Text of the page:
Stations with an offshore lifeboat have a full-time mechanic, while some have a full-time coxswain. However, most lifeboat crews are volunteers.

There are 46 lifeboat stations on the island of Ireland

32 Irish lifeboat crew have been lost in rescue missions, including the 15 crew of the Kingstown (now Dun Laoghaire) lifeboat which capsized while attempting to rescue the crew of the SS Palme on Christmas Eve 1895

In 2019, 8,941 lifeboat launches saved 342 lives across the RNLI fleet.

The Irish fleet is a mixture of inshore and all-weather (offshore) craft. The offshore lifeboats, which range from 17m to 12m in length are either moored afloat, launched down a slipway or are towed into the sea on a trailer and launched. The inshore boats are either rigid or non-rigid inflatables.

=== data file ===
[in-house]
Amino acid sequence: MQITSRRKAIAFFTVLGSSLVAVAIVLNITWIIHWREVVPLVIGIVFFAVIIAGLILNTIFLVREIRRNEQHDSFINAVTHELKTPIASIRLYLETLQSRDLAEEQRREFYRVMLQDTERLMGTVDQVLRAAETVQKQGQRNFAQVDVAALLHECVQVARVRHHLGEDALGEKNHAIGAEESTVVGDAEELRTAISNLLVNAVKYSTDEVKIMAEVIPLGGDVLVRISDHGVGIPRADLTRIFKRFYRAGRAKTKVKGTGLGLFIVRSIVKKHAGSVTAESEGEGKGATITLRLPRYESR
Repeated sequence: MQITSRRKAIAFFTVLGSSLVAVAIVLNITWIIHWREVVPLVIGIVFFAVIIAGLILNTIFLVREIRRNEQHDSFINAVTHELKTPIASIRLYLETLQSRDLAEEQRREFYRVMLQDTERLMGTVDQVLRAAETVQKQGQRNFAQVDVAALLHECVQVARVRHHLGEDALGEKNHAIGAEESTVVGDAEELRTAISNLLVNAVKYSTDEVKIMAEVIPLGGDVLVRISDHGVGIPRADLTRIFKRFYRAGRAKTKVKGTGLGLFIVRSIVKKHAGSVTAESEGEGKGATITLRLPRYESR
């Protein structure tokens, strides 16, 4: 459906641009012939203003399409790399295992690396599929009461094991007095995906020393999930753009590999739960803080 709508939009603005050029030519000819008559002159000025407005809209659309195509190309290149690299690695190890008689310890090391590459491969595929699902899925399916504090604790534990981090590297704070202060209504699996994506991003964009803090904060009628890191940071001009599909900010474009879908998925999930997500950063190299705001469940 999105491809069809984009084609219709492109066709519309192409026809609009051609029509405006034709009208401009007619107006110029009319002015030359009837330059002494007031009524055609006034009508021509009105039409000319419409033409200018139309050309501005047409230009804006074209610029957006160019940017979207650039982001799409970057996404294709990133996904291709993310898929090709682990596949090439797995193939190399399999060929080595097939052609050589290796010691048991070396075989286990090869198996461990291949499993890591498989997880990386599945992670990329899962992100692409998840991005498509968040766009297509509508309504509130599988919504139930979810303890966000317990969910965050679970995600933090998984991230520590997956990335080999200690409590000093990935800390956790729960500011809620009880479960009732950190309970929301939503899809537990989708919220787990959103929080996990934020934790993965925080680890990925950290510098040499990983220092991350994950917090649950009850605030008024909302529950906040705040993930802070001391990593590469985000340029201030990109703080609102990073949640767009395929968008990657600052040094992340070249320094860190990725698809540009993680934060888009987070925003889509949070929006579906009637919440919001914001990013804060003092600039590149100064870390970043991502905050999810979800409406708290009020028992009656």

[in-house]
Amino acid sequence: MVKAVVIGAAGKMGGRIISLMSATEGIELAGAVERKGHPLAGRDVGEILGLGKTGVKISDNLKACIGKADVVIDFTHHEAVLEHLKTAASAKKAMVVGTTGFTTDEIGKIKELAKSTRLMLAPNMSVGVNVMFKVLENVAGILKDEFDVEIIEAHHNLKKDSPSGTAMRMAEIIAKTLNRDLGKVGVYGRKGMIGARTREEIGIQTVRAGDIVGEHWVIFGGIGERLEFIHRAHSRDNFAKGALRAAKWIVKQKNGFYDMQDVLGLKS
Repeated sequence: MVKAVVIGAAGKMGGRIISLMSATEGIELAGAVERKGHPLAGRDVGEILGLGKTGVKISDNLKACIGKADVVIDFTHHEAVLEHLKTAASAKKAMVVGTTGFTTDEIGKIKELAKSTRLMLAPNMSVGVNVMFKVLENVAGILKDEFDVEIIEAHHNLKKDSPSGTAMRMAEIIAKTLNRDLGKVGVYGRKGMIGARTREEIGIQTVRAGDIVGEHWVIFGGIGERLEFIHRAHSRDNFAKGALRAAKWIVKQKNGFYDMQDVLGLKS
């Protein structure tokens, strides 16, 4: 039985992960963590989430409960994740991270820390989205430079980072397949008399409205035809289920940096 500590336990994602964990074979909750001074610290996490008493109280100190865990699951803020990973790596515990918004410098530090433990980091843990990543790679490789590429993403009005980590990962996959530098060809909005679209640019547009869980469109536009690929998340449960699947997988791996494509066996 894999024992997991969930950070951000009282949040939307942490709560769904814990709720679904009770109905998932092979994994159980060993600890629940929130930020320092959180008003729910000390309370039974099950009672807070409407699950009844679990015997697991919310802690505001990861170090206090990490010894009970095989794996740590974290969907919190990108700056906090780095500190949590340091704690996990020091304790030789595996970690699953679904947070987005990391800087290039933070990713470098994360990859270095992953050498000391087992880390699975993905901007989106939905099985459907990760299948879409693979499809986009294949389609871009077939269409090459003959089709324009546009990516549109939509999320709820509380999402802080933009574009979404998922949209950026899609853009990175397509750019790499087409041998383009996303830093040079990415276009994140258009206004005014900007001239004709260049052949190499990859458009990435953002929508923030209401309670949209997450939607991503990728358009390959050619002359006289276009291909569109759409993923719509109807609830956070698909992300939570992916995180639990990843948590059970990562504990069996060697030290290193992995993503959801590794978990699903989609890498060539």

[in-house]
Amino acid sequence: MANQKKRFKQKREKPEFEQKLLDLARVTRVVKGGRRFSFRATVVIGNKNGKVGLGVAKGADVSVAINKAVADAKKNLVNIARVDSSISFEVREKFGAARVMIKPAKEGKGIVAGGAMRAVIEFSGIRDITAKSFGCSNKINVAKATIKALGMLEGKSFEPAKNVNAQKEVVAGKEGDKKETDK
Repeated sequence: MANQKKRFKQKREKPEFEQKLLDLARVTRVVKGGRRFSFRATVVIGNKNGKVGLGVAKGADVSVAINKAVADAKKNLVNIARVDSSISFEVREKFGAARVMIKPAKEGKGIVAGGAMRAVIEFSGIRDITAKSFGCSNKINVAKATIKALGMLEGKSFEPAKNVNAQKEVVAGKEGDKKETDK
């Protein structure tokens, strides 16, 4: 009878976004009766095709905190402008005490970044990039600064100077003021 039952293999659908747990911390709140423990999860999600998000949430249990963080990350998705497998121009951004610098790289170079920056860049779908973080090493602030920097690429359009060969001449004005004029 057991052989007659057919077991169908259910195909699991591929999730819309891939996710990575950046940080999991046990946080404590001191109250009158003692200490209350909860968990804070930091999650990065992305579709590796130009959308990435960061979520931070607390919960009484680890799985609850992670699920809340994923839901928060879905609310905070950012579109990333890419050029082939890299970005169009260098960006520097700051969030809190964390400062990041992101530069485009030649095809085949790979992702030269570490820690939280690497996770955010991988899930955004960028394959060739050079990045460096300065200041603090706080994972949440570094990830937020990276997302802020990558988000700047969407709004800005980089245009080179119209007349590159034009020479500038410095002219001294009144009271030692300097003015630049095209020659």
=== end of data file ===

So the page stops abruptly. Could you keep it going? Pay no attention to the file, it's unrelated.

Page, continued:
The Irish Coast Guard in the Republic of Ireland or the UK Coastguard in Northern Ireland task lifeboats when an emergency call is received, through any of the recognised systems. These include 999/112 phone calls, Mayday/PanPan calls on VHF, a signal from an emergency position indicating radio beacon (EPIRB) or distress signals.

The Irish Coast Guard is the government agency responsible for the response to, and co-ordination of, maritime accidents which require search and rescue operations. To carry out their task the Coast Guard calls on their own resources – Coast Guard units manned by volunteers and contracted helicopters, as well as "declared resources" - RNLI lifeboats and crews. While lifeboats conduct the operation, the coordination is provided by the Coast Guard.

A lifeboat coxswain (pronounced cox'n) is the skipper or master of the lifeboat.

RNLI Lifeboat crews are required to follow a particular development plan that covers a pre-agreed range of skills necessary to complete particular tasks. These skills and tasks form part of the competence-based training that is delivered both locally and at the RNLI's Lifeboat College in Poole, Dorset

 

While the RNLI is dependent on donations and legacies for funding, they also need volunteer crew and fund-raisers.

© Afloat 2020